*X*(

*r*). False positive rejection criteria are used based on

*X*(

*r*) with varying thresholds. We first search for layer base and top based on a linear fitting of the segmentations. In order to enhance the robustness, we employ an “extrapolate into the layer” strategy. This will refine our estimate of layer base and top as both simulated and real data with various noise levels are designed as a stress test for the detection scheme. We find good consistency between layer-base heights retrieved by both the linear segment algorithm and the simple multi-scale method. However, the tops detected by the linear segment algorithm are much accurate than that detected by the simple multi-scale method. Our algorithm can be directly applied to uncalibrated data as no additional measurements or models are required and no window size needs to be selected.

## 2. Principles and methods

*P*(

*r*) received by the detector can be written as the following [2]:where

*r*is the range,

*C*is lidar constant,

*G*(

*r*) represents the overlap factor [20

20. W. Gong, F. Mao, and J. Li, “OFLID: Simple method of overlap factor calculation with laser intensity distribution for biaxial lidar,” Opt. Commun. **284**(12), 2966–2971 (2011). [CrossRef]

*β*(

_{m}*r*) and

*β*(

_{p}*r*) are the molecule and particle backscatter coefficient respectively,

*α*(

_{m}*r*) and

*α*(

_{p}*r*) are the molecule and particle extinction coefficient respectively, and the noise

*e*(

*r*) is considered as Gaussian. Equation (1) illustrates that the lidar signal will increase considerably when a lidar laser pulse is incident into an optically thick layer. A diagram of the layer detection scheme based on

*X*(

*r*) (Fig. 1) shows that the scheme comprises four key steps that can be described as:

- (1) Signal segmentation: The segmentation is based on
*X*(*r*) with a threshold array of 6σ·*r*^{2}where σ is the standard deviation of the background noise, and can be estimated using the signal at a distant range where noise is prevalent thus no lidar return. The break-bins outputted by the segmentation can be candidates of base, peak and top of layers. - (2) Primary layer base and top selection: We search for the primary layer base when the fitted slope is positive, and select the primary top when fitted slope is negative and larger than or comparable to that below the primary base.
- (3) False positive rejection: When considering the envelope of the noise
*e*(*r*)*r*^{2}is ± 3σ·*r*^{2}, all detections whose signal difference is less than 3σ·*r*_{p}^{2}+ 3σ·*r*_{b}^{2}are considered as a false positive and subsequently removed,*r*_{p}and*r*_{b}are the range of the peak and base, respectively. - (4) Refine the layer base and top: To enhance the robustness, we employ an “extrapolate into the layer” strategy to refine the primary layer base and top based on the linear fitting of the range-corrected signal of the two nearest “clear air” segmentations.

### 2.1 Signal segmentation

22. E. Keogh, S. Chu, D. Hart, and M. Pazzani, “An online algorithm for segmenting time series,” in (Proceedings 2001 IEEE International Conference on Data Mining, 2001), 289–296. [CrossRef]

19. W. Gong, F. Mao, and S. Song, “Signal simplification and cloud detection with an improved Douglas-Peucker algorithm for single-channel lidar,” Meteorol. Atmos. Phys. **113**(1-2), 89 (2011). [CrossRef]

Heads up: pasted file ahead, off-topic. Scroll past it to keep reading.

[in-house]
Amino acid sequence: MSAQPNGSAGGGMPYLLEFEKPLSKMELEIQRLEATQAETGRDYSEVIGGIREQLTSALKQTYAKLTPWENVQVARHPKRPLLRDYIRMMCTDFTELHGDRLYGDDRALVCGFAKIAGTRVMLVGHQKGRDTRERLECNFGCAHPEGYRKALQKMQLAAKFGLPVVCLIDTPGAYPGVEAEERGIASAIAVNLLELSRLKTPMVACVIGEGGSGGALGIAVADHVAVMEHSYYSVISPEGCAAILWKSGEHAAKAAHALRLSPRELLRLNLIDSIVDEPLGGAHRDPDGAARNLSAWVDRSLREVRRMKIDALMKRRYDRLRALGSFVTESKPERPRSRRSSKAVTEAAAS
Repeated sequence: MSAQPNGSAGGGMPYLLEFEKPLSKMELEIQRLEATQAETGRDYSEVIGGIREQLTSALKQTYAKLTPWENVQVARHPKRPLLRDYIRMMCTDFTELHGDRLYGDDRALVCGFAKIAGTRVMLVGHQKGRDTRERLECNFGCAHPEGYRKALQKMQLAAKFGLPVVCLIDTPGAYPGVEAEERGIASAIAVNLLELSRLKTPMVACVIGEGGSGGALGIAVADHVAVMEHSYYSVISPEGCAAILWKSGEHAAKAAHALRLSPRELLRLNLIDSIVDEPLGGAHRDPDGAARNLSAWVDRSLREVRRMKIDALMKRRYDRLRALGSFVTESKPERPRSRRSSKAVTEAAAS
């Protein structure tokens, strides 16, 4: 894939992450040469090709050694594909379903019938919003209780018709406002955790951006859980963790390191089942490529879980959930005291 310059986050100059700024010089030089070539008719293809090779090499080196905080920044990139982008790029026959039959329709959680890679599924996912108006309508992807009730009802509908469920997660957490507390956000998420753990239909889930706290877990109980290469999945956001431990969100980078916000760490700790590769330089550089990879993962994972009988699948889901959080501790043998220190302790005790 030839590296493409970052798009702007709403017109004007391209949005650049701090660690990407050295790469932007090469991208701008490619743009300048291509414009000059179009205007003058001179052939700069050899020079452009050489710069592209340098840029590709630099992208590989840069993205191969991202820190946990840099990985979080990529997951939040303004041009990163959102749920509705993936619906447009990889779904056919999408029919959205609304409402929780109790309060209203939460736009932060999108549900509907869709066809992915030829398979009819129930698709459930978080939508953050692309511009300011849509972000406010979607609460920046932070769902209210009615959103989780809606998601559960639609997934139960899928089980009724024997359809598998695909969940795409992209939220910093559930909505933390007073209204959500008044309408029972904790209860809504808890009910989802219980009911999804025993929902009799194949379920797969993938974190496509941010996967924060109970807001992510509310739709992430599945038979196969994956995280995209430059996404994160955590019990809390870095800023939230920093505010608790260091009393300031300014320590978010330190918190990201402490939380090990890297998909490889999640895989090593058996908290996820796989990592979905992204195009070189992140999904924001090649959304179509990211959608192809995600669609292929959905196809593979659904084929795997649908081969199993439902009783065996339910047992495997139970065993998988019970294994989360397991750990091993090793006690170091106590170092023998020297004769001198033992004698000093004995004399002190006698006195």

*n*range bins

*X*(

*r*

_{1}),

*X*(

*r*

_{2}), ... and

*X*(

*r*). One of the major challenges of the segmentation is being able to determine the threshold array, which shall be discussed later. If the threshold array,

_{n}*d*(

_{thr}*r*), is given, we can subsequently select a bin as a break-bin according to the intensity difference between the

*X*(

*r*) and

*X*(

_{seg}*r*). The

*X*(

_{seg}*r*) is derived by linear interpolation with the

*X*(

*r*) of the beginning and ending bins. The absolute intensity difference can be written as:

*r*, the corresponding range bin will be selected as a break-bin if

_{m}*d*(

*r*) exceeds the threshold value

_{m}*d*(

_{thr}*r*). Then, recursive segmenting calculations will be carried out based on the two sub-signals segmented by this break-bin until the threshold is no longer exceeded.

_{m}*d*

_{thr}(

*r*) is one of the biggest challenges in the segmentation method. Because the SNR of

*X*(

*r*) decreases with range rapidly, it is not advisable to segment based on a constant threshold array. We previously defined the error array,

*e*(

*r*) as the difference between the

*X*(

*r*) and the denoised signal

*X*(

_{de}*r*) in [19

19. W. Gong, F. Mao, and S. Song, “Signal simplification and cloud detection with an improved Douglas-Peucker algorithm for single-channel lidar,” Meteorol. Atmos. Phys. **113**(1-2), 89 (2011). [CrossRef]

*e*(

*r*). One disadvantage of this strategy is that the

*d*(

_{thr}*r*) is very sensitive to noise, and the signal will be over-segmented as shown in Fig. 2(a).Furthermore, the segment has to be performed on a denoised signal rather than an original one, but a signal can be distorted by denoising technology.

_{m}*X*(

*r*) can be described as:where

*S*(

*r*) is the pure raw signal. It shows that the noise level of

*X*(

*r*) is equivalent to

*e*(

*r*)

*r*

^{2}. Theoretically, the corresponding envelope of the noise

*e*(

*r*)

*r*

^{2}is ± 3σ·

*r*

^{2}. Furthermore, it can be shown that the curves of + 3σ·

*r*

^{2}and −3σ·

*r*

^{2}envelop the detected noise in Fig. 2(a) and the signal (primarily noise) above 4 km in Fig. 2(b), respectively. Thus, a threshold array

*d*(